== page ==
• Ben Shenk

Preserving History to Create A Better Future: One Shotgun House's Journey Across New Orleans

When Past Meets Present

In 2017, Leidenheimer Baking Company recognized their need to expand current operations in order to better serve their clients across the city. The leadership decided that the handsome brick building that has housed operations since 1904 was in need of an addition.


They had the land and the plans...and a problem.

The home behind the Leidenheimer facility had stood there for approximately 124 years

In the back of the building where the proposed expansion was to go, stood the original bakery workers’ house. Originally built in 1895, after Leidenheimer’s move to Simon Bolivar and MLK in 1904, the historic shotgun home had conveniently housed workers right behind the bakery. And despite its need for some TLC after years of going unused, the house still boasted the charm and character of New Orleans historic architecture.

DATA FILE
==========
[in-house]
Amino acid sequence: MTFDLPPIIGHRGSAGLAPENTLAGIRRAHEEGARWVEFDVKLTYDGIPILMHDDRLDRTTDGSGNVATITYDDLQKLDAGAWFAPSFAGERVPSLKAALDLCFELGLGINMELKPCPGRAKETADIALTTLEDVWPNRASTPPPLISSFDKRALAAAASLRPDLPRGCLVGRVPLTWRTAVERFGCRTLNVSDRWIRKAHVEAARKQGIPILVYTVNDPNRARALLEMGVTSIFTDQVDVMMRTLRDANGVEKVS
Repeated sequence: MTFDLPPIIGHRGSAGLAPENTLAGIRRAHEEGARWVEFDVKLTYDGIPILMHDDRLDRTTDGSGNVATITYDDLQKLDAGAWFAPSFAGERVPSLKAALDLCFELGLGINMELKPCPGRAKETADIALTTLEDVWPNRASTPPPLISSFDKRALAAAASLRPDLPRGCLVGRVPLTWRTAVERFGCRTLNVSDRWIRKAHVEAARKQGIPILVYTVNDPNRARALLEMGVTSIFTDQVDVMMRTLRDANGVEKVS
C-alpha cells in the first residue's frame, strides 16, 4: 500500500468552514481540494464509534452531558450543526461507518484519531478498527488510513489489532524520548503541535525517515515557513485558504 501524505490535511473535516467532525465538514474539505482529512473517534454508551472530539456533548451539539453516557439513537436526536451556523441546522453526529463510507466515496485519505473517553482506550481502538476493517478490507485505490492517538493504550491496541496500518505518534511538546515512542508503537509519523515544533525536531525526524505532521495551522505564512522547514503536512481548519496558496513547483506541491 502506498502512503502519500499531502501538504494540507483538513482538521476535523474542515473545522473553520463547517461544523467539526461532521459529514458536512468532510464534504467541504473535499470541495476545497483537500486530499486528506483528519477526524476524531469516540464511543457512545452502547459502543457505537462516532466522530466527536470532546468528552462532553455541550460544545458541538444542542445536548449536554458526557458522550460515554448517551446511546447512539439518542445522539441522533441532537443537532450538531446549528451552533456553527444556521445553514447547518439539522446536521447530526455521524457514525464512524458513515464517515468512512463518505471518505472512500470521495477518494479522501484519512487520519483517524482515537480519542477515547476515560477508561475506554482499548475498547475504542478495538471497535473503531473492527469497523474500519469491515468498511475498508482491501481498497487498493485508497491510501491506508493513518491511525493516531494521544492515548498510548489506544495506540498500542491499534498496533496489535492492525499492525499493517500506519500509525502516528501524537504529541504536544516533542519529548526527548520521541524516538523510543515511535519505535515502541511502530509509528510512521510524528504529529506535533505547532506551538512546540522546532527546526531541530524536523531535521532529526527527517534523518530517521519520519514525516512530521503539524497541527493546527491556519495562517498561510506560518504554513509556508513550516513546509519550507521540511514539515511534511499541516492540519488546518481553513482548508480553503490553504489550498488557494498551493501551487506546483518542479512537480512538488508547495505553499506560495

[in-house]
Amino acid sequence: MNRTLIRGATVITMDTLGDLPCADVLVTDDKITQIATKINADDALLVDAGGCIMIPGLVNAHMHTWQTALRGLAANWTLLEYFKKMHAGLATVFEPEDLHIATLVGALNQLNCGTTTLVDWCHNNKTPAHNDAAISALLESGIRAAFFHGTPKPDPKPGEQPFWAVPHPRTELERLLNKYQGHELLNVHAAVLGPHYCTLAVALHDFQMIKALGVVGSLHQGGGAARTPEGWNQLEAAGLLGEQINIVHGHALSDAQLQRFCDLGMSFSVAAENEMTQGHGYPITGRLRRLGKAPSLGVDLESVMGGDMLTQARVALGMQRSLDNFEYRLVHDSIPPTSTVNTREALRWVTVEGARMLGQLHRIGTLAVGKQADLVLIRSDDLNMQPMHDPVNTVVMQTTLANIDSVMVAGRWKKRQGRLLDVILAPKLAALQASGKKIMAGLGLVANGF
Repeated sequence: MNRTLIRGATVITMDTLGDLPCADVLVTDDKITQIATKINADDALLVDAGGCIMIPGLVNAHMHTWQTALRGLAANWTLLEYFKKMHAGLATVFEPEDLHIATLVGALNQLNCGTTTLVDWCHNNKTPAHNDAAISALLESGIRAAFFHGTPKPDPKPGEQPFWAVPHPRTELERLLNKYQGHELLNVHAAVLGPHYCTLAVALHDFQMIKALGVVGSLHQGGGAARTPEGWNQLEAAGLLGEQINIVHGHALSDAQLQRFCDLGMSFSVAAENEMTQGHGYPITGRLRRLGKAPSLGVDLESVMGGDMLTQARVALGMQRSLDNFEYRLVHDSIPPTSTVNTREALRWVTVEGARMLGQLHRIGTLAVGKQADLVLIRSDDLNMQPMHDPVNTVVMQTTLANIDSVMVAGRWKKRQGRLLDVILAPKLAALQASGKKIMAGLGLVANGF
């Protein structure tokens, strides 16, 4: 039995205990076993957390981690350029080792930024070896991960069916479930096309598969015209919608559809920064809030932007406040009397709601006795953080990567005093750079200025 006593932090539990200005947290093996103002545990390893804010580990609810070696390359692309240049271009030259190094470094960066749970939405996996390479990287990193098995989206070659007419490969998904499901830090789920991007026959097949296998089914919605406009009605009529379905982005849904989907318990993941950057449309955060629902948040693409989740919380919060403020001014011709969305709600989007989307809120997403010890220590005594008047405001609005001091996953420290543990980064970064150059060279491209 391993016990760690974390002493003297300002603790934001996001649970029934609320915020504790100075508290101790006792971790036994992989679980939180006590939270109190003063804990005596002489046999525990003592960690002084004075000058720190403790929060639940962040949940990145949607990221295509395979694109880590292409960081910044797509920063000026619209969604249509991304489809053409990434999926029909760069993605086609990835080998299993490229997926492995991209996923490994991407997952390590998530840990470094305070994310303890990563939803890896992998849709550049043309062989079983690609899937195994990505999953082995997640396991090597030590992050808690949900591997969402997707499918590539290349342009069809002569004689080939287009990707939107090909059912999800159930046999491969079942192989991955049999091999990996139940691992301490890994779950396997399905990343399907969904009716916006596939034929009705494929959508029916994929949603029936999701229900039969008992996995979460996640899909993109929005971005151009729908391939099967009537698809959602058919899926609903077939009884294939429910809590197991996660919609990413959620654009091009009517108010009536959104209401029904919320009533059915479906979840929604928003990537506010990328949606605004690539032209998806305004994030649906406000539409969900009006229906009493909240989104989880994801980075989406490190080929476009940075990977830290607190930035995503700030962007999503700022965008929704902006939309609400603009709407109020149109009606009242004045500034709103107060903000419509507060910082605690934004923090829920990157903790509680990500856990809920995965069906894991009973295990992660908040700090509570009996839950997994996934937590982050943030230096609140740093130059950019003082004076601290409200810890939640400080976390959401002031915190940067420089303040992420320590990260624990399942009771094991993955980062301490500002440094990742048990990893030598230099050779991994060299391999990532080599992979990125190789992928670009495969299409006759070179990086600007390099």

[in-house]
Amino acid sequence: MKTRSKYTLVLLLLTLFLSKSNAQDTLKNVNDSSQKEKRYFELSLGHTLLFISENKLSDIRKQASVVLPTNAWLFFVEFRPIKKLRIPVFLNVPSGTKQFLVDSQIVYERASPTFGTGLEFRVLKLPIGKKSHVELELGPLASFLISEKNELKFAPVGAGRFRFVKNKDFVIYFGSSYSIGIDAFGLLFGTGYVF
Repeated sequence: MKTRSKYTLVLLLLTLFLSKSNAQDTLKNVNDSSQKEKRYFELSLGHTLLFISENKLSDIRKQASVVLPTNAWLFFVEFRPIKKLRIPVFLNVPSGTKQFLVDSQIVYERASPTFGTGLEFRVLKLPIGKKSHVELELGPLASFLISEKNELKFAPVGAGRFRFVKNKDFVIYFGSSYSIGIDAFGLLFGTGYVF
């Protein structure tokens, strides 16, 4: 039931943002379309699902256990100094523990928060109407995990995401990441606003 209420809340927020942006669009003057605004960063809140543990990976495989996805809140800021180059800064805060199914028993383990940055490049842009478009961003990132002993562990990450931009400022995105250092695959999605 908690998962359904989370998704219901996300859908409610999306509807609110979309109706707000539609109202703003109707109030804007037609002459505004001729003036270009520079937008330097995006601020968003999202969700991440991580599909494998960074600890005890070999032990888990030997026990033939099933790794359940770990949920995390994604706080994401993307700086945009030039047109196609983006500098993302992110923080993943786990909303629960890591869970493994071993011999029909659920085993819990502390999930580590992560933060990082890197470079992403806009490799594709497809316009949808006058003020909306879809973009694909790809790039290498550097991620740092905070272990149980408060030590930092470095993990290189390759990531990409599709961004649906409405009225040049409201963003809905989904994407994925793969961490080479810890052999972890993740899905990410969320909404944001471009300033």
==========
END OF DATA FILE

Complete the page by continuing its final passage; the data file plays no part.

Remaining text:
Furthermore, it stood as a piece of Leidenheimer history itself. Making demolition one of the last things Leidenheimer’s current leadership wanted.


“As a New Orleans native, I have a deep-rooted appreciation for our city’s neighborhoods and unique architectural style,” said Sandy Whann, President of Leidenheimer Baking Company. “To me, they are at the core of what makes our city so livable.”


Turning a Problem into a Golden Opportunity